George Washington's Journey: The President Forges a New Nation
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“An absorbing portrait...Breen’s superb chronicle offers glimpses into Washington’s love of his country and its people, and his willingness to meet them on their own terms to secure the unity of the new republic.” —Publishers Weekly (starred review)
This is George Washington in the surprising role of political strategist.
T.H. Breen introduces us to a George Washington we rarely meet. During his first term as president, he decided that the only way to fulfill the Revolution was to take the new federal government directly to the people. He organized an extraordinary journey carrying him to all thirteen states. It transformed American political culture.
For Washington, the stakes were high. If the nation fragmented, as it had almost done after the war, it could never become the strong, independent nation for which he had fought. In scores of communities, he communicated a powerful and enduring message—that America was now a nation, not a loose collection of states. And the people responded to his invitation in ways that he could never have predicted.
for almost two centuries: they took the matter to a public town meeting. It was a crowded gathering. The members of a special committee charged with drafting a welcoming speech for Washington had just finished their work. The only detail that remained was filling in the blank space where an appropriate title for the visitor would appear. If John Adams and other Bostonians who favored grand titles for national leaders expected a heated exchange, they were in for a surprise. At the start of the
In an autobiography published in 1855, Caldwell recaptured the excited preparations for the visit. The members of the local honors guard, called cadets, selected Caldwell to deliver a short address to the general as soon as he appeared on the road running north to Charlotte. He worked hard on his presentation. “In a short time,” he recounted, “my address was mentally composed, not indeed to paper, but to my memory.” Like an actor practicing for a leading role, he repeated the words. Indeed,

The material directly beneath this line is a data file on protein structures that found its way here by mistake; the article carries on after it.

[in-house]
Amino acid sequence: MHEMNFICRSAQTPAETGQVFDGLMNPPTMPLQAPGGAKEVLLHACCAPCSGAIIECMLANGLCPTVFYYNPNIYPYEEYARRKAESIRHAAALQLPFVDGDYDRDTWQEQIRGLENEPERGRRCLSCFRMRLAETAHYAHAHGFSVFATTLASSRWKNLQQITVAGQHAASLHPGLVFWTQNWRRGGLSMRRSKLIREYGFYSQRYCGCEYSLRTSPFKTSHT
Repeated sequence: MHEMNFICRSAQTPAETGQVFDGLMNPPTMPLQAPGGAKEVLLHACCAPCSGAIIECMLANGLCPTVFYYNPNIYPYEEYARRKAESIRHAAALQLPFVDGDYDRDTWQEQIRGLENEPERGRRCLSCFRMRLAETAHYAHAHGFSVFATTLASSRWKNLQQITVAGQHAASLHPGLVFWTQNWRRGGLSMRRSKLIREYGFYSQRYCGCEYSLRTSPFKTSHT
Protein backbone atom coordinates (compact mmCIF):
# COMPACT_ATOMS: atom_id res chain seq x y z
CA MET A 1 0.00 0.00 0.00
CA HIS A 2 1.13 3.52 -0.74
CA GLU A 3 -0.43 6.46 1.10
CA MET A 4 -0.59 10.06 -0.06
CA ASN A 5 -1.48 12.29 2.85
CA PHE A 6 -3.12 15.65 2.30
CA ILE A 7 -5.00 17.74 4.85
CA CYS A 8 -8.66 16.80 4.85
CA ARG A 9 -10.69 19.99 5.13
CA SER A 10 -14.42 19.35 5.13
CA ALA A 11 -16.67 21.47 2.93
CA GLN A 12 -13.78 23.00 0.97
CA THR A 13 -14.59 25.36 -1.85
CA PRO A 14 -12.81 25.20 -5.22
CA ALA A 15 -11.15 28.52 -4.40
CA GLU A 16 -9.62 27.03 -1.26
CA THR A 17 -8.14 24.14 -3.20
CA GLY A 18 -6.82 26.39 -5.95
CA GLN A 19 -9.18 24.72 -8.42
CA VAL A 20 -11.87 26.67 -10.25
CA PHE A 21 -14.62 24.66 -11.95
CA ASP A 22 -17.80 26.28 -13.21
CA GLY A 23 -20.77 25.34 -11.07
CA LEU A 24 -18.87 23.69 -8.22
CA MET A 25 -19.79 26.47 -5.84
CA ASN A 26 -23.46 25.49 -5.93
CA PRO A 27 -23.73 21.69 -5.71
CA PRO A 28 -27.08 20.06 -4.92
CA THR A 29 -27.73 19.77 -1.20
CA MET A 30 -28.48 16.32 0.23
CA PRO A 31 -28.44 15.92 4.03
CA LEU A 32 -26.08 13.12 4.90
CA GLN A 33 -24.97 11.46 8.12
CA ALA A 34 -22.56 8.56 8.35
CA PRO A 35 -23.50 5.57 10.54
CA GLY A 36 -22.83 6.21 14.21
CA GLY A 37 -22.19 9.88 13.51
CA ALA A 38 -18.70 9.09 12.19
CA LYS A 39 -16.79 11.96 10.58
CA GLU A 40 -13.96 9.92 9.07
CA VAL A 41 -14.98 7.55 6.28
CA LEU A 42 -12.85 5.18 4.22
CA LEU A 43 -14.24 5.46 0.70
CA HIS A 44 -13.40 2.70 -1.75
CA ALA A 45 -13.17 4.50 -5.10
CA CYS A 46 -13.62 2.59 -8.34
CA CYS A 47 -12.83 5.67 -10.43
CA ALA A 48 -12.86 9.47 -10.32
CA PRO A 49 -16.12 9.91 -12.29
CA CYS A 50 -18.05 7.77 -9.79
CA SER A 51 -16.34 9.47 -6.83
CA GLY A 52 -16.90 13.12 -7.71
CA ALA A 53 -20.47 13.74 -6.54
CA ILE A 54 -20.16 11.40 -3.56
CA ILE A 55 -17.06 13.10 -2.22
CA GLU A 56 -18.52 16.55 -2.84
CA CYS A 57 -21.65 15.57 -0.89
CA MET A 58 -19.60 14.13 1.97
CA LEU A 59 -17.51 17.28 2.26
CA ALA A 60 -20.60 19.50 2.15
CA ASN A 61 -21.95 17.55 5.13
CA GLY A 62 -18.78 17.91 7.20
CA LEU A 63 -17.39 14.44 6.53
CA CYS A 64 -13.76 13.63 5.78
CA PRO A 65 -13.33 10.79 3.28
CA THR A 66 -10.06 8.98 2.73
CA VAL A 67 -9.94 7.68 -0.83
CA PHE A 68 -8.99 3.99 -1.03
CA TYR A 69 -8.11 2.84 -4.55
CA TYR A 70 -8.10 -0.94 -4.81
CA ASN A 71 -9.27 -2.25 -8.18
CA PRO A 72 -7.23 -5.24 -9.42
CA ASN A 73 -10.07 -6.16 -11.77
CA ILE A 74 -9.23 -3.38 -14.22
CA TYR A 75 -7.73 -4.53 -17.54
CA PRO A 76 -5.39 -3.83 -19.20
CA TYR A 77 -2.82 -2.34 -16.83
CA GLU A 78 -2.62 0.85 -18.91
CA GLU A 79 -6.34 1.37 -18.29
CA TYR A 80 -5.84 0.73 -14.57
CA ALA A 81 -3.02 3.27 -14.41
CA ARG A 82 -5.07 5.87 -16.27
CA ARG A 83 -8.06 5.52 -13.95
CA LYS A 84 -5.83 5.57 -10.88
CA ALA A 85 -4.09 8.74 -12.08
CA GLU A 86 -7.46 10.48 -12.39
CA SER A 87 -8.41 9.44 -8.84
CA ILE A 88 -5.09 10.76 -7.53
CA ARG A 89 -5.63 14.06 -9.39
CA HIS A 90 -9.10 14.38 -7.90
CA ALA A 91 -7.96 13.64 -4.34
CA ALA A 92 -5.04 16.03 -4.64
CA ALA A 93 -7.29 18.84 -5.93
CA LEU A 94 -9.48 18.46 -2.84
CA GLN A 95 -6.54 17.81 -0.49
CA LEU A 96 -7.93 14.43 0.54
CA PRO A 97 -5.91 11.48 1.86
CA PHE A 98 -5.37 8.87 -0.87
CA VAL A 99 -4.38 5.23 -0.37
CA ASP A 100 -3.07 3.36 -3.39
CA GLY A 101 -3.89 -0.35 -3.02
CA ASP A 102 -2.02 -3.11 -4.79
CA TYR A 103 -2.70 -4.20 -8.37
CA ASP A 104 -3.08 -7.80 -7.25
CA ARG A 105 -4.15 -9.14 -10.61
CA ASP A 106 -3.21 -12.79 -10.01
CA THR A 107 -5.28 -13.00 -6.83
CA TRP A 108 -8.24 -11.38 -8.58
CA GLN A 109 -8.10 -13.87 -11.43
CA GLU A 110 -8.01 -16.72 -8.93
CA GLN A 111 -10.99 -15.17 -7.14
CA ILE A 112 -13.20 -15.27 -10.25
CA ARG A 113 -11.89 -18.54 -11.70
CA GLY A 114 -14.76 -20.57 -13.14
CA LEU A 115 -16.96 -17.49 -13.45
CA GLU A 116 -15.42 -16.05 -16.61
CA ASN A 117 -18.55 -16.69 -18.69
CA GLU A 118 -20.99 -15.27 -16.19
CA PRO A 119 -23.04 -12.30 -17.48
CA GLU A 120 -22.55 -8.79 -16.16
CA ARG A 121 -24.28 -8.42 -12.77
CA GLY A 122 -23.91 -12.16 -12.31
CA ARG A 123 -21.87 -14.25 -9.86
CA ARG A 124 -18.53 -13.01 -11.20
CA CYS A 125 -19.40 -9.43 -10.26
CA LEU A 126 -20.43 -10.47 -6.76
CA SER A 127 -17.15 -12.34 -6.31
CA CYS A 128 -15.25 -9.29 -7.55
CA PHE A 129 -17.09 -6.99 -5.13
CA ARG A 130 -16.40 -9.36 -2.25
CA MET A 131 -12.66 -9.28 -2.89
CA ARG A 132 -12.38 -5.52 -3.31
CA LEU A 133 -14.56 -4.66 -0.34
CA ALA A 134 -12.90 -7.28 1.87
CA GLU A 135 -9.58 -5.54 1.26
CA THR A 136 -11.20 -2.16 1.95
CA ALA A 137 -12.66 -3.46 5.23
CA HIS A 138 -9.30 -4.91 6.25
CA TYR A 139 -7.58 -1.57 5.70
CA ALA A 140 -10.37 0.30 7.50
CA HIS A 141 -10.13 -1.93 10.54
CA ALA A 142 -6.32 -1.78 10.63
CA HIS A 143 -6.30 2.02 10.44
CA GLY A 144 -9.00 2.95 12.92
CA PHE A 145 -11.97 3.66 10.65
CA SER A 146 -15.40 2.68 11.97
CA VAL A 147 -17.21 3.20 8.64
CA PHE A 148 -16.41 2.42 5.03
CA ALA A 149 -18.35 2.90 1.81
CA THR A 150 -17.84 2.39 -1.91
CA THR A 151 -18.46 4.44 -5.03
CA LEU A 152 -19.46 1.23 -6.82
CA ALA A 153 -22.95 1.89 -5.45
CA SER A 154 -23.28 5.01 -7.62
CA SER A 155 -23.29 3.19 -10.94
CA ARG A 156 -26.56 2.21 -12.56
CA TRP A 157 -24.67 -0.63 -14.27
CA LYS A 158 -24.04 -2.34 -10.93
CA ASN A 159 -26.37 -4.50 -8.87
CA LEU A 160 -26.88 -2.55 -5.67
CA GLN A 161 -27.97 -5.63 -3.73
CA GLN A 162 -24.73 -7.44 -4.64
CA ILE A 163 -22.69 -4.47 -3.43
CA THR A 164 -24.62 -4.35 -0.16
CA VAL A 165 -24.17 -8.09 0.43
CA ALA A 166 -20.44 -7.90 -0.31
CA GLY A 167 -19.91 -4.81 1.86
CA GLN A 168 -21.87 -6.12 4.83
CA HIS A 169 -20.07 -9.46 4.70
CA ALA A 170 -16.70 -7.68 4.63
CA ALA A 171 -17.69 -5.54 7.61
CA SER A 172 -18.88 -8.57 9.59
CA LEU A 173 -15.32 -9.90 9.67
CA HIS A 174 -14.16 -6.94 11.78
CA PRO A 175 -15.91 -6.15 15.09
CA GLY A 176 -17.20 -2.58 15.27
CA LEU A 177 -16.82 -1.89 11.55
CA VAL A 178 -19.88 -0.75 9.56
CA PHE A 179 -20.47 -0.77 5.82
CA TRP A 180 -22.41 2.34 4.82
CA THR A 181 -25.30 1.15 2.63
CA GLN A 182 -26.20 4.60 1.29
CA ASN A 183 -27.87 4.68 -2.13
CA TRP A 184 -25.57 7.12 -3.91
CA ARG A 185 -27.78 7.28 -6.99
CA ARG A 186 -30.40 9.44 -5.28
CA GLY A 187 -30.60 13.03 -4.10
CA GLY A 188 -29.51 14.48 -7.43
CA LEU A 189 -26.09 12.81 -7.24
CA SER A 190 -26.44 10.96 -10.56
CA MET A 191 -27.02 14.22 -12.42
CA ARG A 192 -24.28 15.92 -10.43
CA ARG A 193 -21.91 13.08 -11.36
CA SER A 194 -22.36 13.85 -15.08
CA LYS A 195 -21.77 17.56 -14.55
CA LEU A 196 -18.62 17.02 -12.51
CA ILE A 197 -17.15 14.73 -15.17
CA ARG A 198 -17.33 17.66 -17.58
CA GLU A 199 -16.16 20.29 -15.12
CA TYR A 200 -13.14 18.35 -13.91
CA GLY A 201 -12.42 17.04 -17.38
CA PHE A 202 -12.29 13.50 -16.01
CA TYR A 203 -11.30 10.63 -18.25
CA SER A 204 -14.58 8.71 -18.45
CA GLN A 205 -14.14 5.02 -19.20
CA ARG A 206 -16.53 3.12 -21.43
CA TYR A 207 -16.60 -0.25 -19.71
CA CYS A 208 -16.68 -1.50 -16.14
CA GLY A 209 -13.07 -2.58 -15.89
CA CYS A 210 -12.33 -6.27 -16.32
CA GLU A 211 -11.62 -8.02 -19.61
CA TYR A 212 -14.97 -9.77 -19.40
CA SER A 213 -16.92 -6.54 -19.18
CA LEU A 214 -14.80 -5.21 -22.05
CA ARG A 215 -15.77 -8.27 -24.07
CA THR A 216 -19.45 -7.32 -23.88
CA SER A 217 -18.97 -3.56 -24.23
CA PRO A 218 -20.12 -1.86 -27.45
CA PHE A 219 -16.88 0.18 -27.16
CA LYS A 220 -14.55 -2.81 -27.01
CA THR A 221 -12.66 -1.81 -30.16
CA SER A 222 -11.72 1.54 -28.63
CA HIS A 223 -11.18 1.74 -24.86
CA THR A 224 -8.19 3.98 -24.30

“exhibited on the bandeau of her hat, the G. W. and the Eagle set in brilliants, on a black velvet ground.”77 Women throughout the United States fashioned themselves in similar ways. They probably learned how other women greeted the president from reading accounts in the major journals. In any case, the specially designed sashes appeared in almost every major city. From Boston, for example, it was reported that “THE LADIES in honor of THE PRESIDENT, have agreed . . . to wear the following DEVICE
long she will be able to stand in that forlorn condition,” he observed, “must depend upon the duration of that infatuation and evil policy of which she appears to have been guided.”87 Washington invited a small group of political figures to travel with him. The composition of the party suggested that he was trying to persuade influential people to work together in the future. Although the divisions would in fact prove too deep to repair, Washington thought that a relaxing journey that took the
expected that the journey would “have the same happy effect” on the union as had the New England trip. Like Washington, Lear knew that “something of a soothing nature is much wanted in the Southern States.” The members of Congress representing the region had complained not only about “an additional duty on distilled Spirits,” but also about Hamilton’s plans to establish the Bank of the United States. They claimed that the federal government had assumed too much power. It was Washington’s burden